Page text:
Thinking of buying fake followers? Consider this first.

Thinking of buying fake followers? Consider this first.

In a world where social media can make or break your organization, the business of buying bots can certainly be tempting.

Bots, or fake social media accounts, can be purchased in order to boost follower counts on sites like Twitter, Facebook and Instagram (just to name a few). Twitter alone is estimated to have 48 million bot accounts.

It seems that no demographic is above buying followers – celebrities, politicians and athletes have reportedly purchased bots. As a result, advertisers end up investing in “influencers” who actually possess far less social media clout than their follower counts would indicate.

It’s worth mentioning that some bots do provide actual services. Grammar Police, for example, calls out Twitter users who are guilty of making grammar mistakes. However, these helpful bots aren’t the kind that social media users are using to boost the follower counts. Instead, they’re buying follows from far less legitimate accounts – some of which impersonate real humans.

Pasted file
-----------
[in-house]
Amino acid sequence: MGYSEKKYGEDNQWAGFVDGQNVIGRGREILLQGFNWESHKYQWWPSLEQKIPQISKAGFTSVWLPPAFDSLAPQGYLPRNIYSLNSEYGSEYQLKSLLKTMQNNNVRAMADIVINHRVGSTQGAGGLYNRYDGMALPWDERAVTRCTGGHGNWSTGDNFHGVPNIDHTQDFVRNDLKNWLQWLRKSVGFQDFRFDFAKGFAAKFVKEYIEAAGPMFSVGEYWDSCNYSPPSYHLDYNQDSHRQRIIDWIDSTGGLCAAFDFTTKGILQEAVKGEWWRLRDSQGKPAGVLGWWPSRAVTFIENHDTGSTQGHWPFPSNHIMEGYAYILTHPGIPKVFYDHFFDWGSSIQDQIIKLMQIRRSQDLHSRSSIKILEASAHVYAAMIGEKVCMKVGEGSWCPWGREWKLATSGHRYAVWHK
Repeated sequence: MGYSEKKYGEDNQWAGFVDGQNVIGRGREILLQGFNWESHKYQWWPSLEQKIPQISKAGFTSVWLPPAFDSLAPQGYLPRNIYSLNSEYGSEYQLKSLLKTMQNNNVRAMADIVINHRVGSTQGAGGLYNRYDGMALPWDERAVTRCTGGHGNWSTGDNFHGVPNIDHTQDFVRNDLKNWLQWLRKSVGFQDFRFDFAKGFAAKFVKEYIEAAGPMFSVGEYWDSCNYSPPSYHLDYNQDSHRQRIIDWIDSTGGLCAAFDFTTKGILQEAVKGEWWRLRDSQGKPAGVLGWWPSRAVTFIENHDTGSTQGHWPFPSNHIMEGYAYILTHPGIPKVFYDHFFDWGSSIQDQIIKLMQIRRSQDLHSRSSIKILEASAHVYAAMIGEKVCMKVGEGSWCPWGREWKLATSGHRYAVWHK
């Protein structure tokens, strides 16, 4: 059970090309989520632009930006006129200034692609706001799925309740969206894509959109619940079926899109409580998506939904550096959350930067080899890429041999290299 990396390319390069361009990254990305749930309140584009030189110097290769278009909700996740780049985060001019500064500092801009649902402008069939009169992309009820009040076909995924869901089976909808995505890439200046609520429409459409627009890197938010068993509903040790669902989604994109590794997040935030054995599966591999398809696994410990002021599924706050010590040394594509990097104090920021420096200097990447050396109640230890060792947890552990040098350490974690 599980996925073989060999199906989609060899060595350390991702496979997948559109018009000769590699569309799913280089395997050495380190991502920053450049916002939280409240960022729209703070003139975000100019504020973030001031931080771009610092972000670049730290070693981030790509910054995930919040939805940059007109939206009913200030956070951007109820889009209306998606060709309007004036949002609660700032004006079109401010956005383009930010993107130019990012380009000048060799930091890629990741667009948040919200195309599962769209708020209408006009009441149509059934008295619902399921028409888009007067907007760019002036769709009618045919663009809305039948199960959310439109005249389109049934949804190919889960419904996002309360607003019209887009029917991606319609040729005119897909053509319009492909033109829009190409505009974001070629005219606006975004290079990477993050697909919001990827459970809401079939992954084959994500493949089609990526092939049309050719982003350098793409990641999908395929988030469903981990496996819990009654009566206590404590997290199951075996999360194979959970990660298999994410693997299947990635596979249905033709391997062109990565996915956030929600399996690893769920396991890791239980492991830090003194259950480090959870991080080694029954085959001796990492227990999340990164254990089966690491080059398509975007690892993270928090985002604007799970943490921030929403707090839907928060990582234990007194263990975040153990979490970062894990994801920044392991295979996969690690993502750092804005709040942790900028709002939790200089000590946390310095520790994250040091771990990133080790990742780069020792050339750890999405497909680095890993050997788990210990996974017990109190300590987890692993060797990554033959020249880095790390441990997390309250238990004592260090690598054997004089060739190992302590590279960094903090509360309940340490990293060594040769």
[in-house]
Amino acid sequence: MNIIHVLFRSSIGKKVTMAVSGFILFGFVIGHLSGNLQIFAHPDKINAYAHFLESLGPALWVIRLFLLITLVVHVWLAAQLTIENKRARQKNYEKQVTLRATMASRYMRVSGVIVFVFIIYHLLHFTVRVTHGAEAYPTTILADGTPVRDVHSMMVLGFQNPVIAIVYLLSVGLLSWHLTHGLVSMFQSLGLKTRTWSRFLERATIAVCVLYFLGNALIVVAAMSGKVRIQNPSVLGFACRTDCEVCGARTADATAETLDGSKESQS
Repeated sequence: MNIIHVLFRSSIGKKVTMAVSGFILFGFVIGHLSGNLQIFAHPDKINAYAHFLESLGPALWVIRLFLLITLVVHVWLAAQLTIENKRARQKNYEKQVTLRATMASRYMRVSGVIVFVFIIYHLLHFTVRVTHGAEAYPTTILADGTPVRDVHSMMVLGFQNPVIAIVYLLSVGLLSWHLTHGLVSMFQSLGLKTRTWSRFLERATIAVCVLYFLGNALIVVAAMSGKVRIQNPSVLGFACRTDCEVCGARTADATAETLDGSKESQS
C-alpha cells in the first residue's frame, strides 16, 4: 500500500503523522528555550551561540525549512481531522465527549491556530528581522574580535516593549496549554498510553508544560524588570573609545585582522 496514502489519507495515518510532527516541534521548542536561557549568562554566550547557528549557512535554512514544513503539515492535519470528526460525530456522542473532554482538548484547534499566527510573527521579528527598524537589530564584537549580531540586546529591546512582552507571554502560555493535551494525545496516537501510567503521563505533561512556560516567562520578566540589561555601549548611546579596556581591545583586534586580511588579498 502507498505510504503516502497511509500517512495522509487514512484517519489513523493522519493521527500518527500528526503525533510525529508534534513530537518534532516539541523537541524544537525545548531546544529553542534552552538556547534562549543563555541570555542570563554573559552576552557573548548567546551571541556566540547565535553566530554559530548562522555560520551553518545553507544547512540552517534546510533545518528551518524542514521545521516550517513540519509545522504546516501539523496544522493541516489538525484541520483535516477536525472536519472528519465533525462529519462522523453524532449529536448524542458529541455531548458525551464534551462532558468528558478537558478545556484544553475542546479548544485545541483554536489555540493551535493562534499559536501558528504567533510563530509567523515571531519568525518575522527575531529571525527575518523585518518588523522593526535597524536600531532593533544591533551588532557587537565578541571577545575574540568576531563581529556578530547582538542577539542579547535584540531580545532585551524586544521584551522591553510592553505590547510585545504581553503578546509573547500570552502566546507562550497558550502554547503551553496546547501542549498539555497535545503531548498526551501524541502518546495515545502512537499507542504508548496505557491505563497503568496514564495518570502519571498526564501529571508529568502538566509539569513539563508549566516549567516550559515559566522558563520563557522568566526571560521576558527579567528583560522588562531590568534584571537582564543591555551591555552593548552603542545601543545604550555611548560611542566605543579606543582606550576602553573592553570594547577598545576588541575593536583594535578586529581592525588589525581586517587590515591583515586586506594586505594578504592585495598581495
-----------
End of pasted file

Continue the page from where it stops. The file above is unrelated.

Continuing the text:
Aside from misleading advertisers and damaging the digital reputations of the impersonated victims, fake followers simply won’t serve your organization in the long run. They don’t produce meaningful engagement or boost conversion. Instead, investing the time to connect with real followers who are actually interested in your brand should be your biggest priority.

To help you decide whether fake followers are a good investment, we’ve created a quick quiz you can take below. If you want to ace the quiz, check out The New York Times’ excellent piece on the price of buying followers.

Test your fake follower expertise:

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